By Rick Pfeiffer
From the "We Don't Make This Stuff Up Department" comes this gem.
On July 12, Lewiston Police stopped a man, at 2:30 p.m. on Dickersonville Road. Turned out the 70-year-old motorist was driving without a license.
The lack of license had nothing to do with his age or driving skills. Rather, the man's license was suspended for what police described as his "numerous" prior driving while intoxicated arrests.
The driver was ticketed for third-degree aggravated unlicensed operation of a motor vehicle.
And why, you ask, was he driving on a suspended license? Take a guess?
He was going to the store to get beer!
I suppose it could have been worse. He could have had a few cold ones before heading out for more.
A helping hand
It should be a fundamental tenant of committing crime: leave no clues behind.
But sometimes criminals leave cops a roadmap right to their doors.
Take the shoplifting case of Deon Lorese Johnson.
Johnson apparently decided she was in need of some face cream. OK, $164 worth of face cream.
And Johnson decided she'd apply a five-finger discount to get that face cream.
As she left a Portage Avenue store with her deeply discounted Oil of Olay, Johnson was stopped by security officers. A struggle ensued and Johnson dropped the bag she was using to carry the face cream out of the store.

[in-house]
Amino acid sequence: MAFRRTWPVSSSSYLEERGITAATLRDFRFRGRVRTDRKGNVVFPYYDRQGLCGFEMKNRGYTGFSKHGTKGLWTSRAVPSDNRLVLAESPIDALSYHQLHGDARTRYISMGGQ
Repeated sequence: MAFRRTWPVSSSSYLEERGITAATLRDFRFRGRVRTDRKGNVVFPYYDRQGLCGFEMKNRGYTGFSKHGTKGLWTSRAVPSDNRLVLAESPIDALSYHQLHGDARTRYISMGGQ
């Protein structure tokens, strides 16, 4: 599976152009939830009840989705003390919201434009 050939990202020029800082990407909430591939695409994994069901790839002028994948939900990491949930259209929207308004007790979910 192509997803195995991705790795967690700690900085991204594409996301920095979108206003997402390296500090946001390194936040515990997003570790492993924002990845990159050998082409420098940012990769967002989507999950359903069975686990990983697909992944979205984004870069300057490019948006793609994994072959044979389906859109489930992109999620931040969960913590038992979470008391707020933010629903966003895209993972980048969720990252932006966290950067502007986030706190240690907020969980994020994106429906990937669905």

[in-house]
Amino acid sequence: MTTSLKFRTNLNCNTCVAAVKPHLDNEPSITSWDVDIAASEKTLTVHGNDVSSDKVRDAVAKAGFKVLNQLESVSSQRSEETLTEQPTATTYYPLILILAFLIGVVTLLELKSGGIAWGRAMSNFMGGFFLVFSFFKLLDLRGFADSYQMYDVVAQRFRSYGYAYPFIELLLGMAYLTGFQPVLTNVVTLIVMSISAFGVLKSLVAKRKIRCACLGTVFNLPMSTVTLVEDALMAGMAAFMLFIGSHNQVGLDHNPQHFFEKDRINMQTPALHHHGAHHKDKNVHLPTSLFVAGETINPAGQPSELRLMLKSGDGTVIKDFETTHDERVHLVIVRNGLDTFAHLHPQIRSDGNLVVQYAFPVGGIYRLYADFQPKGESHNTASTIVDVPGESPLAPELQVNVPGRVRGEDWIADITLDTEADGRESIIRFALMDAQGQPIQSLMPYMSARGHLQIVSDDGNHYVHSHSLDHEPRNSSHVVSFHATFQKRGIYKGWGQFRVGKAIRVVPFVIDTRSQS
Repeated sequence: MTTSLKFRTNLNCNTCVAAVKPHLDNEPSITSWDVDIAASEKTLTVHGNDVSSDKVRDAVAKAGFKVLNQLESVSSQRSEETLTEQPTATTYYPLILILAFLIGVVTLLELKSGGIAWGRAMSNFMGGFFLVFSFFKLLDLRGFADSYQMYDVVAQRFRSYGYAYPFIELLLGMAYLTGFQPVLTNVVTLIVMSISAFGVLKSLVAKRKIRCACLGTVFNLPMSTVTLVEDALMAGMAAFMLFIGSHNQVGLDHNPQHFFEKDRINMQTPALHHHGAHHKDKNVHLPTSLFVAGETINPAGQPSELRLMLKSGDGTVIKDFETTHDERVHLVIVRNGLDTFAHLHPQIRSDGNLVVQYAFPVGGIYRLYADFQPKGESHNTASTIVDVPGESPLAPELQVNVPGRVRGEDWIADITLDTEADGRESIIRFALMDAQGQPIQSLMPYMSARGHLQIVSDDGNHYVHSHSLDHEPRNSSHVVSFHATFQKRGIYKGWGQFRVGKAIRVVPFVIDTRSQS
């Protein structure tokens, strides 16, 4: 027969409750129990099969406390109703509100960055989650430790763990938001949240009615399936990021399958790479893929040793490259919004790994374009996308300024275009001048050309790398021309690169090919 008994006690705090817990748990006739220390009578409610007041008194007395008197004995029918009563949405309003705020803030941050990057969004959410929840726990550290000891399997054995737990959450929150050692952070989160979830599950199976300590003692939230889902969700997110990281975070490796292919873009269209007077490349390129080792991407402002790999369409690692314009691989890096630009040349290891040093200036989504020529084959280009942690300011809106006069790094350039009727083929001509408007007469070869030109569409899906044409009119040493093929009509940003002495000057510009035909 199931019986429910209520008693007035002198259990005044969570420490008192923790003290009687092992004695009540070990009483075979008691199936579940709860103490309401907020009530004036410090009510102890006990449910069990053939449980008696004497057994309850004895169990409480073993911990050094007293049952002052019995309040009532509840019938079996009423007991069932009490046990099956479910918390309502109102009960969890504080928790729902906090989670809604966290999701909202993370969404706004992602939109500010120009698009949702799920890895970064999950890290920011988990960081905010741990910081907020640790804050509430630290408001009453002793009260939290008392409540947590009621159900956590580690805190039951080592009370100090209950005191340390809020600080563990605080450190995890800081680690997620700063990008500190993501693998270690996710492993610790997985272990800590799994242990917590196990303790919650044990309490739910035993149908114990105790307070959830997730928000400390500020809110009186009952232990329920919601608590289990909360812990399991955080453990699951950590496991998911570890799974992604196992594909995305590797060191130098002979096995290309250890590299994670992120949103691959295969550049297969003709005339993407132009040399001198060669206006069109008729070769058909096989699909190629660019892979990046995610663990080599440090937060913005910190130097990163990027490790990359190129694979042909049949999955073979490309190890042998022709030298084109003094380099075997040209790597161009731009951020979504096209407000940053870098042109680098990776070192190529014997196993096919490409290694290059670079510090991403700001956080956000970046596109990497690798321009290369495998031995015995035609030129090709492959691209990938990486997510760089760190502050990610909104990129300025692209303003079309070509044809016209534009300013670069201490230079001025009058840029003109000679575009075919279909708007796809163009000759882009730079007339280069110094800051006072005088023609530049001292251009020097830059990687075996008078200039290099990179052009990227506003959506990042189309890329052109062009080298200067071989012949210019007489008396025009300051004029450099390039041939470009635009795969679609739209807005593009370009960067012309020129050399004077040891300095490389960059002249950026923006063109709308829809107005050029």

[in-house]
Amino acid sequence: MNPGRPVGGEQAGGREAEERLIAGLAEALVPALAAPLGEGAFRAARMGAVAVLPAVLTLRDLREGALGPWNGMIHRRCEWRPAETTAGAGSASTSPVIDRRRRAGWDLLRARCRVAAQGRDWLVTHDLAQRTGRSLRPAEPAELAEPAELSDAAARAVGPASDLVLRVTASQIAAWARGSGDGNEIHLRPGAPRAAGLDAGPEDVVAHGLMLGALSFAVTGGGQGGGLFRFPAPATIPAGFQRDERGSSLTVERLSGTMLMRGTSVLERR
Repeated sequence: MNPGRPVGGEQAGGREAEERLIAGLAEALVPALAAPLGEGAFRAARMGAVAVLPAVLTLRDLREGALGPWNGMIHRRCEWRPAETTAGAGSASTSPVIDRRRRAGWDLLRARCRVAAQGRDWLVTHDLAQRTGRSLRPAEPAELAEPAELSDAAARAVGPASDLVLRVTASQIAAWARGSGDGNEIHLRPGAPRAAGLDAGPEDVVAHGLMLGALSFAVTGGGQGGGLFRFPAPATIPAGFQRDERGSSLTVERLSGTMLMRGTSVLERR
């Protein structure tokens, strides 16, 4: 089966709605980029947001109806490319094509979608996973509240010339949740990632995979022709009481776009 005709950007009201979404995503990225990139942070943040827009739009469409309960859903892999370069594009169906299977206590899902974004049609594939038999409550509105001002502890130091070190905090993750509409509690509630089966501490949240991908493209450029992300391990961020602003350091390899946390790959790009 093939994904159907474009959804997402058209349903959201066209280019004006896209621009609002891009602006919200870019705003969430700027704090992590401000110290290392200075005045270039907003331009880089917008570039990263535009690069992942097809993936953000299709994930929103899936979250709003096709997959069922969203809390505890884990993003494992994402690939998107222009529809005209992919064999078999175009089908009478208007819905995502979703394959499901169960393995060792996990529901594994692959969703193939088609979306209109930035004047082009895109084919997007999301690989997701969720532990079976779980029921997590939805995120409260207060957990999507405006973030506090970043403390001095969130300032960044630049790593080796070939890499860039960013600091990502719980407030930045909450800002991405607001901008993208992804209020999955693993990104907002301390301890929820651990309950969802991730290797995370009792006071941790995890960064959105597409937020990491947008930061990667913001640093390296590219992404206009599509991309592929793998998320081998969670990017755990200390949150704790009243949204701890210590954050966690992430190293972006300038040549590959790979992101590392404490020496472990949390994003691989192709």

The security officer recovered the bag, the face cream and Johnson's Niagara County jail prisoner ID bracelet that she had conveniently left in the bag as well.
Helping hand part two
Along the lines of the Johnson case, comes an incident in the Falls that should further remind those who steal not to leave their IDs behind.
A 31-year-old man attempted to charge the purchase of gas at a Niagara Falls Boulevard service station, but his card didn't seem to be working at the pump. The man went inside, gave his driver's license to the clerk and she authorized the pump.
The man then pumped $45 worth of fuel into his car and proceeded to drive away, leaving is driver's license behind.
Make that two cases closed.
Nifty ninja dresser
The more a victim can recall about what a suspect looks like, the better. Even if the suspect is a "ninja."
A 50-year-old man from Packard Court told Falls police he was awakened in his bedroom last Friday morning by someone wearing a "ninja costume." But not just your average, ordinary ninja costume. Oh no, this stealthy criminal, according to the victim, was wearing "a high quality ninja costume."
I'm no expert, but I'm thinking it probably wasn't really a ninja.
I mean, if he was really a ninja, he wouldn't have woken the victim up in the first place.